Traditional clothing separates social classes and regional groups. It is standard, and its costumes symbolise a community and constancy. It never changes. City and rural dwellers in Nigeria can distinguish the Eastern way of dressing from that of the Northern or Western as each identifies with the various ethnic groups.
Traditional clothing hardly ever changes. If any change occurs, it is only in very little details, and this can be very slow. It hardly expresses individual personality as it indicates group membership and is timeless.
Fashion, on the other hand, is not standard as it derives its appeal from its transience nature. However, fashion emphasises belonging to a certain social stratum but it expresses individual personality.
In the late middle age, the bourgeois and the aristocrats began to use clothing not only to separate themselves from other social classes and assert their social positions they also used it to express their individuality. That was when the word fashion became a concept.
[The Hair Ways]`
Hair has always been seen as part of body beautification for the Nigerian man and woman. In the pre-colonial times, it was given a special attention during important occasions and ceremonies. Men and women, in Nigeria, adorned themselves in almost the same way. Low cut was the norm, as long hair was not given much attention. They could scrape the hair almost bare and leave only some patches.
But this evolved as contact with colonialism affected it. Many readily perm their hare or do jerry curls today. But a glance around will show that the hairstyles of the old have returned, strongly. And it seems to have taken over from the perms and jerry curls.
The return of the hairstyles is a thing of joy to the Nigerian fashion industry. It shows that we are going back to our roots, and that one can still look beautiful with or without curls and silk.
[Hair Styles in Nigeria]`
Two traditional techniques of styling hair have survived to this day. They are braiding and hair threading. Braided hair, worn in various styles, was either for daily or ceremonial occasion.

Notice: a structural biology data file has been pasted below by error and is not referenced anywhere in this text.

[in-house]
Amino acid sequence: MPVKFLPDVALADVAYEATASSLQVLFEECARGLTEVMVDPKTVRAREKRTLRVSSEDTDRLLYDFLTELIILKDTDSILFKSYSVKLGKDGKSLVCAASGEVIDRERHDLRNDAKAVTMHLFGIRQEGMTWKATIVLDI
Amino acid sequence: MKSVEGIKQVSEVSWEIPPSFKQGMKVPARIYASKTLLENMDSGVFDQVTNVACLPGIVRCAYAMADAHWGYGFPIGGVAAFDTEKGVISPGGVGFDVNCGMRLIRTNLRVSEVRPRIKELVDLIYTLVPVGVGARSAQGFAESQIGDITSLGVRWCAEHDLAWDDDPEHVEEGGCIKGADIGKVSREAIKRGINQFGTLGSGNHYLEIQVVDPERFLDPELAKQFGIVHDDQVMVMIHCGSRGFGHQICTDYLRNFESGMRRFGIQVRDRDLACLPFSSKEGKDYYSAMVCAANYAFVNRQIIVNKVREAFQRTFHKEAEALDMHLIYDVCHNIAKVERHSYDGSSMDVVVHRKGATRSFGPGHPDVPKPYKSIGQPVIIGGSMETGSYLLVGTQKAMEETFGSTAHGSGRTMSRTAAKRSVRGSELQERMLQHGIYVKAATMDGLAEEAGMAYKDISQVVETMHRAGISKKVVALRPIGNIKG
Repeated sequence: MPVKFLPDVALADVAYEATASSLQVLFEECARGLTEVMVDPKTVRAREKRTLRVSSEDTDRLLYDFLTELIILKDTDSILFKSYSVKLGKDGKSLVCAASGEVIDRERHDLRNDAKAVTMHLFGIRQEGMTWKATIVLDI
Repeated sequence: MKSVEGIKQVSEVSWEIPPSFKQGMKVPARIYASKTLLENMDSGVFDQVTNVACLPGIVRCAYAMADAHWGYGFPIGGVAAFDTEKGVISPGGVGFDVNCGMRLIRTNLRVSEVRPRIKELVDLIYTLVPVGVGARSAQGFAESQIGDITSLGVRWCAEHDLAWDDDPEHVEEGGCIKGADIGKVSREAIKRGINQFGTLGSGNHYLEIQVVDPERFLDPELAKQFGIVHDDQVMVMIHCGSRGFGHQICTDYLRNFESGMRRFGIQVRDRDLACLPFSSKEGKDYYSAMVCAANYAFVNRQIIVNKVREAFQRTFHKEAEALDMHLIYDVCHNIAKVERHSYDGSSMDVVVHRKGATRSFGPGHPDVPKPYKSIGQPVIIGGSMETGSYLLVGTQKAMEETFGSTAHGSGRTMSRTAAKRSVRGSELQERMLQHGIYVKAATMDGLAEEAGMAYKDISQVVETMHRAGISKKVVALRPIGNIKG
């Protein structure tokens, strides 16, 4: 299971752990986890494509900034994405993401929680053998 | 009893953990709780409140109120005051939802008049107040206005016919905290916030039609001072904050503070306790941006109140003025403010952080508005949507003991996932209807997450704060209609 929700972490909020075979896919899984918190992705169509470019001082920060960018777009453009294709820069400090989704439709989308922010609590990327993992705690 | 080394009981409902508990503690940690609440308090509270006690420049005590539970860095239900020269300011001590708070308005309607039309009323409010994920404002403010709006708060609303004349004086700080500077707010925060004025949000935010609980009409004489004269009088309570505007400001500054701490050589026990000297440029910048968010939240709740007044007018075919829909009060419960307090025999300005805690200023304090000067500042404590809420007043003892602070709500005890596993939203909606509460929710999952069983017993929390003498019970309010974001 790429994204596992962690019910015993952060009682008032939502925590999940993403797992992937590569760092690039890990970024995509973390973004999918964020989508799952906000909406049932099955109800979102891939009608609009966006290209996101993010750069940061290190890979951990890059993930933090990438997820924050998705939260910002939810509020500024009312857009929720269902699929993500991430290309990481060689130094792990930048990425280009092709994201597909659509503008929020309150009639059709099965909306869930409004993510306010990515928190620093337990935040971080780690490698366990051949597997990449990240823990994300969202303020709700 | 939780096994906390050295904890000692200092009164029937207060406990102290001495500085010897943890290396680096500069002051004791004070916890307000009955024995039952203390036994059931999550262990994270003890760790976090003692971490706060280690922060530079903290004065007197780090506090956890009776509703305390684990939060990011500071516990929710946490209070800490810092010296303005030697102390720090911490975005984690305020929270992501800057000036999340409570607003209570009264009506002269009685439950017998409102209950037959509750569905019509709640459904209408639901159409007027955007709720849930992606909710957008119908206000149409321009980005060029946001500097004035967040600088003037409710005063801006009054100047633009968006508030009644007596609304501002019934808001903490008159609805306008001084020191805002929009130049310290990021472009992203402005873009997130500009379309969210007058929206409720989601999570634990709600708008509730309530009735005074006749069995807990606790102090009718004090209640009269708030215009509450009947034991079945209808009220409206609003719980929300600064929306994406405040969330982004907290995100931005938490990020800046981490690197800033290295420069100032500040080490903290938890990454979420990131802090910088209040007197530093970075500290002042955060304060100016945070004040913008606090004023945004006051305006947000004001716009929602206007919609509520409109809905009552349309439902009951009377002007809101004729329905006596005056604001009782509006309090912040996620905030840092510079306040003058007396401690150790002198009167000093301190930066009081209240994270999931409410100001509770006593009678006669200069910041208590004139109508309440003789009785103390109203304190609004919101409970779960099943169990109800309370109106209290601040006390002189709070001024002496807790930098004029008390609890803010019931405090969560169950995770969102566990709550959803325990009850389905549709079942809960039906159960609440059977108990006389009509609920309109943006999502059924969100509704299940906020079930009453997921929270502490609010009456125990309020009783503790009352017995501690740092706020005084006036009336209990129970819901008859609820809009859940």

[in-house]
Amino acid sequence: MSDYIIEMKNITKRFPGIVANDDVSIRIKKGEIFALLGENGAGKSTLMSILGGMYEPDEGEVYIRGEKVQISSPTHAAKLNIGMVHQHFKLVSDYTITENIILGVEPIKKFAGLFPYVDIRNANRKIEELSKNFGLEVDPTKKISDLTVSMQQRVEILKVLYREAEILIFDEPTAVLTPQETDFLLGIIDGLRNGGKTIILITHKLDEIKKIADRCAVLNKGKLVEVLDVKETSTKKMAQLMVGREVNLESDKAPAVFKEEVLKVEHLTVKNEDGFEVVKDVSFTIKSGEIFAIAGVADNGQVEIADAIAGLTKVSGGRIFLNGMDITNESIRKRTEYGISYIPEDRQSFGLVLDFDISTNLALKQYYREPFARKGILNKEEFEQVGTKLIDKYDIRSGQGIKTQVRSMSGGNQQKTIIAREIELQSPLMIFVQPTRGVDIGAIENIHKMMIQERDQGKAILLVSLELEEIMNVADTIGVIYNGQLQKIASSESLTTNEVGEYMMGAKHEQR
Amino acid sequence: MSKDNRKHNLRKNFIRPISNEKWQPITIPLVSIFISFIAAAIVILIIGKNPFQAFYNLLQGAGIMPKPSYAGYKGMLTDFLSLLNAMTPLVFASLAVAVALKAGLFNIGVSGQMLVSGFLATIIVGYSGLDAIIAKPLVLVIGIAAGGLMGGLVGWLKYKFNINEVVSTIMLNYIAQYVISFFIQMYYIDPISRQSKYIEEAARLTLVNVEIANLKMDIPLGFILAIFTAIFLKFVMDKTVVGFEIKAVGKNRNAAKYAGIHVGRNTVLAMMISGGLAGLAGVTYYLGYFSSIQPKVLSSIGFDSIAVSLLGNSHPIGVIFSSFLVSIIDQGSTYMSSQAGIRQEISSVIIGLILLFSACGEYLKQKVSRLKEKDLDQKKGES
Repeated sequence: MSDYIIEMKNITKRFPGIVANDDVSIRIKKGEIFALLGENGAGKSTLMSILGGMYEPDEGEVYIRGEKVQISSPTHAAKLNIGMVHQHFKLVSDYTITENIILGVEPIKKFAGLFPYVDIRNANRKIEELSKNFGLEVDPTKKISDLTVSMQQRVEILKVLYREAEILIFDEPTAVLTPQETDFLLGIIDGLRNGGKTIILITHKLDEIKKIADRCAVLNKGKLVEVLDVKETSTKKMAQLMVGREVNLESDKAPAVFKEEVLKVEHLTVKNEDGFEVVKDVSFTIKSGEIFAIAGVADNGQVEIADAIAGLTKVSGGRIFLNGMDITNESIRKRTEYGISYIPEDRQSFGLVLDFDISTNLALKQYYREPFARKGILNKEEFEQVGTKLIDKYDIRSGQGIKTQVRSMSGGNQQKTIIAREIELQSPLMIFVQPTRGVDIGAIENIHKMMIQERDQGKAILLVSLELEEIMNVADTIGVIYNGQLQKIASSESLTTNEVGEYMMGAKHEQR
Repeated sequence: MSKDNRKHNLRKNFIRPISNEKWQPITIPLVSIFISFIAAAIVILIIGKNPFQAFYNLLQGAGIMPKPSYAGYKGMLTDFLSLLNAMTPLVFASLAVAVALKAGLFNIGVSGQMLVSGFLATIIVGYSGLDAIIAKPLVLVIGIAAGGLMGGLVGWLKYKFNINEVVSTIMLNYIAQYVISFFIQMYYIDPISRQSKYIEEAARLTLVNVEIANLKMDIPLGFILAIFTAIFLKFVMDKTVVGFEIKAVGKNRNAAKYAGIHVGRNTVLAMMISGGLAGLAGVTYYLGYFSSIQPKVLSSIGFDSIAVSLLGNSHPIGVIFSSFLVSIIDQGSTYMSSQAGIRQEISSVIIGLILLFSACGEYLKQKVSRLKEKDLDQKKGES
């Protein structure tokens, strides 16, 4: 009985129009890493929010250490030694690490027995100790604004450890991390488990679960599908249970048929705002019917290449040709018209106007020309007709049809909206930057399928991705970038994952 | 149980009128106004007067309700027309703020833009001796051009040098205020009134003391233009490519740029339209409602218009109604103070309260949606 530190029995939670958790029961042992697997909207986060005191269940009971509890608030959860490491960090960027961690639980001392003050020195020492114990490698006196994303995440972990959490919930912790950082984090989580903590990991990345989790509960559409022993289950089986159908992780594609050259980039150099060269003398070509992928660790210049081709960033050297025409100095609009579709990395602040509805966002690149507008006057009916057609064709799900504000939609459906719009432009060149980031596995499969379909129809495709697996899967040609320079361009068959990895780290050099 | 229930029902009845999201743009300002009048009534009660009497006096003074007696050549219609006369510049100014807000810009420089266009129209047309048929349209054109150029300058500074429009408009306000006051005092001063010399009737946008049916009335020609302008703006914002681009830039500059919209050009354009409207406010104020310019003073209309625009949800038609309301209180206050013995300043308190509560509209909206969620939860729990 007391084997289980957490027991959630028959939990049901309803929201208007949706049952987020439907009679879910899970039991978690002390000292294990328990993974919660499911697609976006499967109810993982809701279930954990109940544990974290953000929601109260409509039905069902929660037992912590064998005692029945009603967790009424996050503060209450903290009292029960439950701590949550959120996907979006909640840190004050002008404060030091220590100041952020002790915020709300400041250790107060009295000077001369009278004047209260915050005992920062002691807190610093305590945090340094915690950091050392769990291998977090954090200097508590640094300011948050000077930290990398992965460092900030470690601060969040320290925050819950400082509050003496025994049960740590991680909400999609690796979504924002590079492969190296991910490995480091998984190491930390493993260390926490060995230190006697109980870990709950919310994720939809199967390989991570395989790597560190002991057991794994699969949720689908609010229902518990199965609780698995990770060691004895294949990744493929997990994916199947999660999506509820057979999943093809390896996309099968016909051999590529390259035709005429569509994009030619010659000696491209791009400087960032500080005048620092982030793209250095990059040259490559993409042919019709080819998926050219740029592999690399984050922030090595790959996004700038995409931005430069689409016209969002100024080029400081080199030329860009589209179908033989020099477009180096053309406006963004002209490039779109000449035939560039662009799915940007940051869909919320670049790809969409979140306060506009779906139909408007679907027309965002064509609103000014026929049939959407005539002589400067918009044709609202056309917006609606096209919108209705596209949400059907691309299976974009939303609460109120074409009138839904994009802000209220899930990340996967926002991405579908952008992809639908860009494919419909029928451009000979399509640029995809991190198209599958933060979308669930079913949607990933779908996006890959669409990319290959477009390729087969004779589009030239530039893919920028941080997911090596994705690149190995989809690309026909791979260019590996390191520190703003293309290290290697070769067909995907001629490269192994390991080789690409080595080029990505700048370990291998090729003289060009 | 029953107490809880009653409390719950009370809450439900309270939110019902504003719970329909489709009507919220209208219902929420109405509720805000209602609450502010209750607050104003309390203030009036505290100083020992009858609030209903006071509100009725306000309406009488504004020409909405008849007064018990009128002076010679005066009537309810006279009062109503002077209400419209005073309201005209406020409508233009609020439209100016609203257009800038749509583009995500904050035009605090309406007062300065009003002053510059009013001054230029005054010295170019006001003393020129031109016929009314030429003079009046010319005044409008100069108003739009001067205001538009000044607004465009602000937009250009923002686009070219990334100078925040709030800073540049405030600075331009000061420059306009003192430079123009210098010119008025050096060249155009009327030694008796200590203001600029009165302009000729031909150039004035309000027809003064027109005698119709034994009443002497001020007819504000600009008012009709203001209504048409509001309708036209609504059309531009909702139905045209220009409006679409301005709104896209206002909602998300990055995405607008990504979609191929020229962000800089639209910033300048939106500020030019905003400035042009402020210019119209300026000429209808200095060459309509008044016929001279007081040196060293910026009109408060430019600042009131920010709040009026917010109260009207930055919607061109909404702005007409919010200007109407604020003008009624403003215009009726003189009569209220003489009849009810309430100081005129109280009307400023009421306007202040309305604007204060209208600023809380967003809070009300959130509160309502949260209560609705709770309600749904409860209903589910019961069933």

The braided hairstyles, worn by women in simple occasions, had the hair arranged in neat ridges, and this worn daily. The braided ones for ceremonial occasions had some intricate styles and were reserved for special occasions.
The technique of braiding is generally one in which the hair is braided firmly at the surface of the scalp. It also depends for its effects on the patterns or intricate formed on the scarp through hair parting.
Recently, there have been countless innovations of braiding. There are the traditional Yoruba norms for basic styles such as Suku, (basket), Ipako Elede (occiput of a pig), Koroba (bucket) and Kolese (leg less).
[Hair threading]`
The Igbo method of plaiting with thread is on a return but this time, most people use wool or the nylon thread to avoid the mundane appearance of the old style.
Among the Igbo of Eastern Nigeria, and the people of the Niger Delta, changing hairstyle signalled the growth of a girl towards maturity. As the girl began to spot breasts on her chest, she started to dress her hair in a way to attract men.
In a period of eight years, the girl adopted a style annually; each style would be to display her neatness and choice of variety. During her wedding, a particularly coiffure marked the day. The hair was generally coated with a mixture of charcoal, clay and oil, moulded into a crest, which was decorated with coils of hair, coins and brass ornaments.
The Fulani, also known as the Fullah, are a Negro-Hermetic race of nomadic pastoralists found in semi-desert Saharan region of West Africa. Because they are very much scattered, there are noticeable differences in their dresses and hairstyles. Traditional dressing among the Fulani women has survived in spite of the requirement of the Islamic faith, which requires women to conceal their hair with shawls.
The dressing of hair, among them, starts at a very early age. Styles are linked to clan, age set and locality.
Girls have their hair corn rowed or simply braided until they are married when they begin to don more feminine styles. Young boys have their heads toncilled so as to leave tufts of hair in various designs, a practice that persists until they are circumcised. After this, the boys will begin to wear their hairs in braids, which become more elaborate during courtship. They shave their hairs clean after marriage.
The Fulani sometimes adopt simple hairstyle but some special occasions require very complicated traditional coiffures, which range from the imposing crests worn in Guinea and Mali to the exquisitely united hair of the Shuwa Arab of Northern Nigeria. Some of these are so complex and take long time to finish that the wearers lie on the head dressers lap while she work on them. Such styles are often decorated with ornaments such as coins, shells, beads and coins.